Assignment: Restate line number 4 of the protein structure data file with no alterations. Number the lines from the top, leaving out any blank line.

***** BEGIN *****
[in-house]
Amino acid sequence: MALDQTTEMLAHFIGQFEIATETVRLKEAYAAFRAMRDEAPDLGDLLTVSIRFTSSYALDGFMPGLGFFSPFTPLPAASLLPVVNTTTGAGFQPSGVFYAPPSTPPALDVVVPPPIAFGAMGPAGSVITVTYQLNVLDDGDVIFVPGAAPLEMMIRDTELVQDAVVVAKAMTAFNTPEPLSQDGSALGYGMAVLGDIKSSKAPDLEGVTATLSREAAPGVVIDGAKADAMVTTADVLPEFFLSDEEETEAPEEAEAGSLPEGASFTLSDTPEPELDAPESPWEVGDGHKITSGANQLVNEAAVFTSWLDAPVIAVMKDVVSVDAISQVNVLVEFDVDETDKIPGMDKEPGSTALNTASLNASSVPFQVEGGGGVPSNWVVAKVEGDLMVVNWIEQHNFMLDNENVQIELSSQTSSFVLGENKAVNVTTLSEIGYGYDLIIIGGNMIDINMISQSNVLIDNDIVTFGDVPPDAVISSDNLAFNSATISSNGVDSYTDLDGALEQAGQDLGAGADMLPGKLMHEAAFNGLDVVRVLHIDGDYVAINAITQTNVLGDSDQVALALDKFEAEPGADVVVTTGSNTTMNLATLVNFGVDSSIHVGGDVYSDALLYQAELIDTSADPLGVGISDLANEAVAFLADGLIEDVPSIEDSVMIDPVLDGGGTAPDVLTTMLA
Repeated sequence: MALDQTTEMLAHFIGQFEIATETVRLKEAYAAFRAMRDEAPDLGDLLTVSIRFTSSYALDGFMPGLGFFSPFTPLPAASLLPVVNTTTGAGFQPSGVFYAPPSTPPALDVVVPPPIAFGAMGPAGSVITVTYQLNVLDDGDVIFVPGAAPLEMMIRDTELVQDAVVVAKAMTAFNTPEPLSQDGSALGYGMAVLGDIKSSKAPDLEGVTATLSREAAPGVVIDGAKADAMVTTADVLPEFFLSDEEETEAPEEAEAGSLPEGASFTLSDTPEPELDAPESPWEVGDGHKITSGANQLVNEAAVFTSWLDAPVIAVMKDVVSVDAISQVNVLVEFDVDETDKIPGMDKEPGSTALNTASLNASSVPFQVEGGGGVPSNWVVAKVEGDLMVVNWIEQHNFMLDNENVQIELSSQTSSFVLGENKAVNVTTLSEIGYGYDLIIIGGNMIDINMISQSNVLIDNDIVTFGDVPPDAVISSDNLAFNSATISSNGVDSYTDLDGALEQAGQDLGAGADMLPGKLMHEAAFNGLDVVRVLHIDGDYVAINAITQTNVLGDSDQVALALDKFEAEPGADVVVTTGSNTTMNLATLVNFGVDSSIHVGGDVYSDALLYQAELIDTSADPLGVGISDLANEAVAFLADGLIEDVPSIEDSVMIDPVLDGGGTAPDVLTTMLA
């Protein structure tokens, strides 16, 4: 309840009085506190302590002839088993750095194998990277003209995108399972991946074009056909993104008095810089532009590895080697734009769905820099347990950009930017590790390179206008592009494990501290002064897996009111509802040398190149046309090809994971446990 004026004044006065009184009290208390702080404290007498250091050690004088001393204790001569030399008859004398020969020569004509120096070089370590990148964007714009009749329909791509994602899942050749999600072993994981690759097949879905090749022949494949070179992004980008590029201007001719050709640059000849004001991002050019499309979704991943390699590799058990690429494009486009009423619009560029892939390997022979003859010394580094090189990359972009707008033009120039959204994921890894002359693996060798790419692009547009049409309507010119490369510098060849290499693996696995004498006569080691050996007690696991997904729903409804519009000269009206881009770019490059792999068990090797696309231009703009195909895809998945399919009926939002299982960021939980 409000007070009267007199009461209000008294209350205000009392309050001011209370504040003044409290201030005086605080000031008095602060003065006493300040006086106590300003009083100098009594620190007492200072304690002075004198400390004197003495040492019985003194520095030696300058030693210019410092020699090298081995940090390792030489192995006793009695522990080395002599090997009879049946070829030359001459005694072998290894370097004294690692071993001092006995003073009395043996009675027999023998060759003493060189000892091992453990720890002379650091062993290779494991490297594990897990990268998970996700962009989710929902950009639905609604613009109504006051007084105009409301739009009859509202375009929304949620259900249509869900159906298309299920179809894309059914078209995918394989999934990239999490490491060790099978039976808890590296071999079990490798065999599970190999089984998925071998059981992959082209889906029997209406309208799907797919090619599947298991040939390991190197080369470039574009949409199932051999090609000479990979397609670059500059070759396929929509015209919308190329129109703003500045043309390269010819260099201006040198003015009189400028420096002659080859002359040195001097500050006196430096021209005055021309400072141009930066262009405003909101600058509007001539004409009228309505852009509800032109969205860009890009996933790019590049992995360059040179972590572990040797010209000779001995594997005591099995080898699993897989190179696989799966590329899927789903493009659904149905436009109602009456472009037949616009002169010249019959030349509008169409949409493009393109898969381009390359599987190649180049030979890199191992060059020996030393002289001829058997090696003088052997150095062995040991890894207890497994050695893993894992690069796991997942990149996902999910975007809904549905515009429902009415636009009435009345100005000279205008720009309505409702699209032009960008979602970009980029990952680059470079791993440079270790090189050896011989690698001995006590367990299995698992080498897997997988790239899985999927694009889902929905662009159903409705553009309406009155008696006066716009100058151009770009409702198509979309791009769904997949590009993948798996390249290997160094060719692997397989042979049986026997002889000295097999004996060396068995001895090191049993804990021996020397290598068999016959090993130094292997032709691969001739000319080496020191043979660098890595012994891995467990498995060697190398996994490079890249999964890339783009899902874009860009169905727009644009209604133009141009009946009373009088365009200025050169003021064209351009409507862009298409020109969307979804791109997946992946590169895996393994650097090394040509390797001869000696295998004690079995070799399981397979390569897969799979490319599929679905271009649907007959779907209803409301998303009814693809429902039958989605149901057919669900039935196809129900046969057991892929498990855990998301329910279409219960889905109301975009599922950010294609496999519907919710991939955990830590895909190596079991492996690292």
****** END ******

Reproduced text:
């Protein structure tokens, strides 16, 4: 309840009085506190302590002839088993750095194998990277003209995108399972991946074009056909993104008095810089532009590895080697734009769905820099347990950009930017590790390179206008592009494990501290002064897996009111509802040398190149046309090809994971446990 004026004044006065009184009290208390702080404290007498250091050690004088001393204790001569030399008859004398020969020569004509120096070089370590990148964007714009009749329909791509994602899942050749999600072993994981690759097949879905090749022949494949070179992004980008590029201007001719050709640059000849004001991002050019499309979704991943390699590799058990690429494009486009009423619009560029892939390997022979003859010394580094090189990359972009707008033009120039959204994921890894002359693996060798790419692009547009049409309507010119490369510098060849290499693996696995004498006569080691050996007690696991997904729903409804519009000269009206881009770019490059792999068990090797696309231009703009195909895809998945399919009926939002299982960021939980 409000007070009267007199009461209000008294209350205000009392309050001011209370504040003044409290201030005086605080000031008095602060003065006493300040006086106590300003009083100098009594620190007492200072304690002075004198400390004197003495040492019985003194520095030696300058030693210019410092020699090298081995940090390792030489192995006793009695522990080395002599090997009879049946070829030359001459005694072998290894370097004294690692071993001092006995003073009395043996009675027999023998060759003493060189000892091992453990720890002379650091062993290779494991490297594990897990990268998970996700962009989710929902950009639905609604613009109504006051007084105009409301739009009859509202375009929304949620259900249509869900159906298309299920179809894309059914078209995918394989999934990239999490490491060790099978039976808890590296071999079990490798065999599970190999089984998925071998059981992959082209889906029997209406309208799907797919090619599947298991040939390991190197080369470039574009949409199932051999090609000479990979397609670059500059070759396929929509015209919308190329129109703003500045043309390269010819260099201006040198003015009189400028420096002659080859002359040195001097500050006196430096021209005055021309400072141009930066262009405003909101600058509007001539004409009228309505852009509800032109969205860009890009996933790019590049992995360059040179972590572990040797010209000779001995594997005591099995080898699993897989190179696989799966590329899927789903493009659904149905436009109602009456472009037949616009002169010249019959030349509008169409949409493009393109898969381009390359599987190649180049030979890199191992060059020996030393002289001829058997090696003088052997150095062995040991890894207890497994050695893993894992690069796991997942990149996902999910975007809904549905515009429902009415636009009435009345100005000279205008720009309505409702699209032009960008979602970009980029990952680059470079791993440079270790090189050896011989690698001995006590367990299995698992080498897997997988790239899985999927694009889902929905662009159903409705553009309406009155008696006066716009100058151009770009409702198509979309791009769904997949590009993948798996390249290997160094060719692997397989042979049986026997002889000295097999004996060396068995001895090191049993804990021996020397290598068999016959090993130094292997032709691969001739000319080496020191043979660098890595012994891995467990498995060697190398996994490079890249999964890339783009899902874009860009169905727009644009209604133009141009009946009373009088365009200025050169003021064209351009409507862009298409020109969307979804791109997946992946590169895996393994650097090394040509390797001869000696295998004690079995070799399981397979390569897969799979490319599929679905271009649907007959779907209803409301998303009814693809429902039958989605149901057919669900039935196809129900046969057991892929498990855990998301329910279409219960889905109301975009599922950010294609496999519907919710991939955990830590895909190596079991492996690292």